Fandom: Harry Potter
Characters/Pairings: Ron Weasley/Hermione Granger
Word Count: 957
Disclaimer: Not mine. All JKR's.
Summary: Ron and Hermione and another ending that wasn't. A companion piece to "Gone."
She squeezes her eyes shut when they lower him into the ground. She wants to look elsewhere – at the trees, the mourners, the cloudless sky above them– anything but the coffin before her. She refuses to open her eyes, because if she keeps them closed she can lie to herself and say she was brave, say she was there, say that she stayed strong and stoic and did not cry. There is sobbing all around her, friends and family, but she can't hear them. Ginny tightens her grip on her hand, but she barely feels it. It feels as though she's been plucked from her life, from her bed (half asleep, turning the pages of a book and not really reading the words, rain falling on the window in a steady rhythm that makes her drowsy) and dropped down into this solemn scene. It doesn't seem real. It can't be real.
If Ron was still alive, he would have slung his arm around her shoulders. Would have held her close, dried her tears, taken her home and tucked her into bed. Would have kissed her forehead and told her that things would be better tomorrow. But he's in the box before her, and she wishes she were dead.
Later – much, much later – when he's only half-buried in her heart, she gazes at another man as she walks up the aisle, her father beaming on her arm. Ginny gives her a knowing smile from the altar and Harry nods slowly (sadly) from his place in the crowd. This new man is not her man – not their man – and never will be, but she loves him and she thinks (she hopes) that this can be enough.
They lie in bed on their honeymoon and she buries her face in his neck, breathing in the smell of aftershave and the ocean (not parchment. not grass. not wool. never again) and wishing this made her happier.
They have a son and a daughter, a dog and a yard and a garden and a fence. They both work at the Ministry and both their children are Ravenclaws, like their father. Hermione lies awake some nights, running over policies and contracts and mortgage payments in her head. Her husband snores and her children chatter and the dog needs to go to the vet and how in all buggering Hell did she get so old? She has grey in her hair and lines on her face and a ring on her finger for fifteen years, and she feels like she's been screaming in a crowded room, but no one has bothered to notice.
She takes the train to work one morning and misses her stop on purpose, wondering what it would be like to just not come back (to live for herself, with no husband, no dog, no MummyMummyMummy! every ten damn seconds). In the end she goes home and owls in sick, spending the day curled up in bed and listening to the rain on the windows.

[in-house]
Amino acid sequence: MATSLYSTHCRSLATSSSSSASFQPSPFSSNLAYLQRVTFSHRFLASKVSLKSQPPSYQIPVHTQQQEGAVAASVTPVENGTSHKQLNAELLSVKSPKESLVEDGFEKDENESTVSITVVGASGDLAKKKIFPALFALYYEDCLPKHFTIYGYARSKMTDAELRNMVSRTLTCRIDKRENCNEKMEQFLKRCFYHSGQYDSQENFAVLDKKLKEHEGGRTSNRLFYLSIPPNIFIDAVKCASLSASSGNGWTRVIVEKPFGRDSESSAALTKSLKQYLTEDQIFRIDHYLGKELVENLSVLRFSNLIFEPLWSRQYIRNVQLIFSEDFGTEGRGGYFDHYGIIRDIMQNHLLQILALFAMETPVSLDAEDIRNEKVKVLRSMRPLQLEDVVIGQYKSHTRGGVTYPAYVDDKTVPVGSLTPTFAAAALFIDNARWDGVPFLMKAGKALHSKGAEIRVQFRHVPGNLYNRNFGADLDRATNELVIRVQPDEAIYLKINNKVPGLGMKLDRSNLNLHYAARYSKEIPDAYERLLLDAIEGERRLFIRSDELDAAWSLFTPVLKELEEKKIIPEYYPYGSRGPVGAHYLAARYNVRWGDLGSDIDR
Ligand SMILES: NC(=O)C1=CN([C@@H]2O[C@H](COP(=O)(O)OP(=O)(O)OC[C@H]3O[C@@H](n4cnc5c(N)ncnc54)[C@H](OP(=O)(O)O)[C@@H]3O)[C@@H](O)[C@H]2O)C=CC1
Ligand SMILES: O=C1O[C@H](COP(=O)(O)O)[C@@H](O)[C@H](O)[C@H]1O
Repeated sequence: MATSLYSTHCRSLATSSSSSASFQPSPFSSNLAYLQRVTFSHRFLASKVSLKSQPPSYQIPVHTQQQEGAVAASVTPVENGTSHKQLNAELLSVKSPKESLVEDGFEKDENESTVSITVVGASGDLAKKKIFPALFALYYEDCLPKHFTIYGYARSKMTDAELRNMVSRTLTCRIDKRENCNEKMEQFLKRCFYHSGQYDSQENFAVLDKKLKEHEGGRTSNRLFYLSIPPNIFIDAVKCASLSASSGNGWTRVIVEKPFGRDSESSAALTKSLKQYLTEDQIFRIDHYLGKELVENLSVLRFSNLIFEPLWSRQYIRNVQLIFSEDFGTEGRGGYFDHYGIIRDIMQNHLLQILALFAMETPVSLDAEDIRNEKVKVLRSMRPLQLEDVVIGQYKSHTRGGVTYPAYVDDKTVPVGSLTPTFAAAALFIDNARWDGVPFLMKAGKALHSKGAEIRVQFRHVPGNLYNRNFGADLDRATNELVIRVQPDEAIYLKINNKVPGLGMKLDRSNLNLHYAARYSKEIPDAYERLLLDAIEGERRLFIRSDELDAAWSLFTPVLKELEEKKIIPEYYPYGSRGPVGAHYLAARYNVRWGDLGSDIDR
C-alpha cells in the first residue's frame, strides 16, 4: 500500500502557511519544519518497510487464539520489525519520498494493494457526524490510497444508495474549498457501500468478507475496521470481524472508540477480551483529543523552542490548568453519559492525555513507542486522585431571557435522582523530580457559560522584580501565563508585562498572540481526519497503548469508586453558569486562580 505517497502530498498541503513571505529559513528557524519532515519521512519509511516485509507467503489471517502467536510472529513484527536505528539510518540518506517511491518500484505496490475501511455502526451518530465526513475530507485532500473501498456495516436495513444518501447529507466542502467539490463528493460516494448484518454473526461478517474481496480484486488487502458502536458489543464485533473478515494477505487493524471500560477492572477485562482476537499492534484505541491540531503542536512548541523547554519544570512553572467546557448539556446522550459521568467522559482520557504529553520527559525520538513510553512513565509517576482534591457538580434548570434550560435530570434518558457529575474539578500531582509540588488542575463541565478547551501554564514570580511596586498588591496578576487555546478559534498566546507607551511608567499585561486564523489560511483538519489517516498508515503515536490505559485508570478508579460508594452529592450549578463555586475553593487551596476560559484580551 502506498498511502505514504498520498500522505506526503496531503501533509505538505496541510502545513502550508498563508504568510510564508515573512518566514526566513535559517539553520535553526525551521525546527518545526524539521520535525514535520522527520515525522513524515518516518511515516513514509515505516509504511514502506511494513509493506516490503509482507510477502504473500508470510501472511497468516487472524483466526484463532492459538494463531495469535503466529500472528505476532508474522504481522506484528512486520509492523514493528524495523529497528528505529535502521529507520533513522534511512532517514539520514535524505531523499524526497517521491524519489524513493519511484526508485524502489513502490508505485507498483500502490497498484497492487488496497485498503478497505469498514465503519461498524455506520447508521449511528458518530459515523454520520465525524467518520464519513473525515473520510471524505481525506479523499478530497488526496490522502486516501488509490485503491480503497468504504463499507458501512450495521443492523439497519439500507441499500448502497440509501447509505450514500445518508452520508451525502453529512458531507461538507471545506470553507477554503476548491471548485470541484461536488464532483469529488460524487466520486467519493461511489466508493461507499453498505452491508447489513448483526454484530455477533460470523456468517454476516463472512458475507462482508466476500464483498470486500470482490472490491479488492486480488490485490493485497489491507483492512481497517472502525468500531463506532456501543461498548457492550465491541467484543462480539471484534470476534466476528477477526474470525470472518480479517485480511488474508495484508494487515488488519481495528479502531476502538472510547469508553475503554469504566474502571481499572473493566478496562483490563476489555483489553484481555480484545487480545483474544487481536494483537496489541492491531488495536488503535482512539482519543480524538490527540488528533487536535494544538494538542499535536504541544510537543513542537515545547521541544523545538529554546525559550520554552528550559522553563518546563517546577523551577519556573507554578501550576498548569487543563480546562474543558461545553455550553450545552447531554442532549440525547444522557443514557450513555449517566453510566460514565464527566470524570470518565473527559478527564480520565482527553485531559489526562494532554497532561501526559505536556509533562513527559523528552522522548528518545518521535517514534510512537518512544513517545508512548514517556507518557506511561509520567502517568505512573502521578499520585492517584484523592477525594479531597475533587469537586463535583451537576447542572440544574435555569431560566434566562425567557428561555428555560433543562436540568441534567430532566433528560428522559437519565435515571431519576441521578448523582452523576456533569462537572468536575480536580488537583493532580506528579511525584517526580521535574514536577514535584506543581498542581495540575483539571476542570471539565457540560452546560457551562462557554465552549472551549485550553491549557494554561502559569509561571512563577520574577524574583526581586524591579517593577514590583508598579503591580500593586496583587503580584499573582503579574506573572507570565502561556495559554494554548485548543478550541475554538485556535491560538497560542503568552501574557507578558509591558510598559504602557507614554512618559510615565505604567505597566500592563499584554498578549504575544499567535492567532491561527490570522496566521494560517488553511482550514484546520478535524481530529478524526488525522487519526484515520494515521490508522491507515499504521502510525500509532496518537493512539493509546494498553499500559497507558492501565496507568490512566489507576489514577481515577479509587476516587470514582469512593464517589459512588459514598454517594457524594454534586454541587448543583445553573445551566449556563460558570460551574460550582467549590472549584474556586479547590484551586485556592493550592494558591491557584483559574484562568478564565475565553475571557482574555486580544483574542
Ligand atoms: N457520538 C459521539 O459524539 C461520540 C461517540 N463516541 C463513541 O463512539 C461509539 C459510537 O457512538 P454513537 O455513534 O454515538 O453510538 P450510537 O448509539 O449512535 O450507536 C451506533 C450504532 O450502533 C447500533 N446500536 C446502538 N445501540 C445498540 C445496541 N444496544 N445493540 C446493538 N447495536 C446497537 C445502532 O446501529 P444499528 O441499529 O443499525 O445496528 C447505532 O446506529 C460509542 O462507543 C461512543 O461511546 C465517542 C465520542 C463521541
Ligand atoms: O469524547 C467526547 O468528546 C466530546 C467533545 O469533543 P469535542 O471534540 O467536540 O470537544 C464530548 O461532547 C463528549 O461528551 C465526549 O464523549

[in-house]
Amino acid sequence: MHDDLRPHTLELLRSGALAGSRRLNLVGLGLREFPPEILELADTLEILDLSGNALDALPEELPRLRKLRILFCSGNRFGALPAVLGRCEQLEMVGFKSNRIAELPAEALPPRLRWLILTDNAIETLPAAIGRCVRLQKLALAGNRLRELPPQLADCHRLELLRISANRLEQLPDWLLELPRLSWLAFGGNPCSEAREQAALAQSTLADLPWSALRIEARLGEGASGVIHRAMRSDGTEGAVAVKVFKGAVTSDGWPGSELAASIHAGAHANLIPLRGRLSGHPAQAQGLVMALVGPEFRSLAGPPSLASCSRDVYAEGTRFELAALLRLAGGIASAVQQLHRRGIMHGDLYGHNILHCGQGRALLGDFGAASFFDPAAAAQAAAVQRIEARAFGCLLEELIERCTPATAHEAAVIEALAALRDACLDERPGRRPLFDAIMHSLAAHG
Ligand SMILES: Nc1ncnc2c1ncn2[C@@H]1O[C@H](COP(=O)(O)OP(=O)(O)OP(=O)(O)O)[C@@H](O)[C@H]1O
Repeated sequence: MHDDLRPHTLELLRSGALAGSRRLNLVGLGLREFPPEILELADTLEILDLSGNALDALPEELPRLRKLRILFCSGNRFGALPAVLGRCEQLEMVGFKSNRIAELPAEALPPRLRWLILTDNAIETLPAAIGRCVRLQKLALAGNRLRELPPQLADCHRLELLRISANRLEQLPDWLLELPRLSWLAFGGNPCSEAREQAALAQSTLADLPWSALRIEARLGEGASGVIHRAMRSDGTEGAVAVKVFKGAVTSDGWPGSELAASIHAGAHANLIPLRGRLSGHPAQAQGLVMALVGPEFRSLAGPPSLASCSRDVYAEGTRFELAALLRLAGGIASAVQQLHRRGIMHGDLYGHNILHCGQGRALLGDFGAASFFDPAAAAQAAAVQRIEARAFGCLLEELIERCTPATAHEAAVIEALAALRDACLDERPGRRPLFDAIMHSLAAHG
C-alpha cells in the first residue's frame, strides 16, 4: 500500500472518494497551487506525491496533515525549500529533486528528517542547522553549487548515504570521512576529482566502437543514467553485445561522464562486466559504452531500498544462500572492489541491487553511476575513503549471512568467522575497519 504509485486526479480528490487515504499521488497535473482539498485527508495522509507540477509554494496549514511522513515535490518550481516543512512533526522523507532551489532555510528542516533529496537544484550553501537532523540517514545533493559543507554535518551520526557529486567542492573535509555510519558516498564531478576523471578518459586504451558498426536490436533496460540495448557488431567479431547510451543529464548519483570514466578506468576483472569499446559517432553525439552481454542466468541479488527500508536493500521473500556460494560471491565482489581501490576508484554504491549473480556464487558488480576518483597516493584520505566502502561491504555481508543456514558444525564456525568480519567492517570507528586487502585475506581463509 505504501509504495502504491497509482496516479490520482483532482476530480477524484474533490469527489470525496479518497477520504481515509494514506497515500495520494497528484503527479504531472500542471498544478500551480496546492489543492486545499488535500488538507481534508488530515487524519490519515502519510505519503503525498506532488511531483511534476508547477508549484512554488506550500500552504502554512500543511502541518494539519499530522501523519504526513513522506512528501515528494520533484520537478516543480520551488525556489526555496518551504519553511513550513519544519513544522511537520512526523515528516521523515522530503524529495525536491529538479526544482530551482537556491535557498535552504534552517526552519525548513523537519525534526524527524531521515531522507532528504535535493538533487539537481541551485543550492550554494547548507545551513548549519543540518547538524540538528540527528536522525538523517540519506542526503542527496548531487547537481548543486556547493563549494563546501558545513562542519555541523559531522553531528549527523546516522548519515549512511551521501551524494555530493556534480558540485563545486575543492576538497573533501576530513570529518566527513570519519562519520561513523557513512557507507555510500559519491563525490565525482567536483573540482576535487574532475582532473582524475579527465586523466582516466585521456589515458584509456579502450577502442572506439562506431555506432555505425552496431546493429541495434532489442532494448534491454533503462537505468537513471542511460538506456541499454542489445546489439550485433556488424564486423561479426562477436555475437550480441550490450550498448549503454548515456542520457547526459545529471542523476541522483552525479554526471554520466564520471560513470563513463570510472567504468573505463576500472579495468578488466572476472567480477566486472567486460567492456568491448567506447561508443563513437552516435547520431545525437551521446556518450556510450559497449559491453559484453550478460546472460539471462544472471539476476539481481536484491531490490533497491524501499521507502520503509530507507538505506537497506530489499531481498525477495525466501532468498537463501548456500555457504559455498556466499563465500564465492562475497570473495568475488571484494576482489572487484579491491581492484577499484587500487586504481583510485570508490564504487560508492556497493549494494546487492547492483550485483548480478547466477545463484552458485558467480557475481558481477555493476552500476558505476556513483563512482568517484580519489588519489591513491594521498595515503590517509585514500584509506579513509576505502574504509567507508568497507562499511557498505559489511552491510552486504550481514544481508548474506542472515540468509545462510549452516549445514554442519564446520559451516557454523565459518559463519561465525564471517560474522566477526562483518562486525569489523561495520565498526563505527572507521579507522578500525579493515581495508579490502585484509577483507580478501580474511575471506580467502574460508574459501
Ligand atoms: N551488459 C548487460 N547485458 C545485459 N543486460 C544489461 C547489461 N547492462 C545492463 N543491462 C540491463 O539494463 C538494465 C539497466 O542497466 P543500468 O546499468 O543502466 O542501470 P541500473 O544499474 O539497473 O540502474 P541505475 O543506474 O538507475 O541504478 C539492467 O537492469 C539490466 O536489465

Sometimes she thinks about Ron, but the memories are faded and torn around the edges, like photographs handled too often. She tries to recall his face when she's lonely, or his voice, or the way his mouth felt on hers, but she can't. Ron is shrouded in the rosy glow of memory, parts added and taken away and she can never be too sure of the details. She tries to think of him as he was, to recall every inch of his face in crystal clarity, but it seems as though the harder she tries, the faster the pieces slip from her grasp If there as one thing she wanted in the world, it would be to hear his voice again. Even if he was just arguing with her, flushed red in his ears and sputtering as he tried to prove his point. She'd give her left arm to hear him call her a "Know-It-All" just one more time.
When she dies, reading in her bed with Hogwarts, A History propped up on her chest, she feels no pain. Her eyes are heavy and then suddenly they are not, and she finds herself standing in the middle of a great field, with nothing but sky and grass as far as she can see. She turns, feeling the youth of her body, her hair long and dark and falling past the shoulders of her jumper, and she twirls her fingers around the bushy curls she hated once upon a time. There's a building in the distance, and she walks to it, her fingers tingling in anticipation.
Ron catches her on the way, swooping down on a broomstick whooping and hollering and knocking her to the ground when he lands. There's dirt on his nose and his hair is windswept and wild, but he runs his hands through her hair and whispers her name over and over again in her ear.
He pulls her to her feet, grinning from ear to ear, and he takes her to a house. It is a cottage, really, small and comfy and big enough for two. There are roses on a trellis and books on the shelves and a Chudley Cannons poster framed in the front hall. Ron squeezes her hand, leading her around and showing her his home, giving her worried little sideways glances like he's afraid she won't like anything.
She thinks of him here, in his home (in their home), reading and flying and waiting for her. All this time, she has thought of him - carrying him with her always - living her life as best she could without him.
He holds her close and asks her if she's happy, and Hermione can't do anything but smile.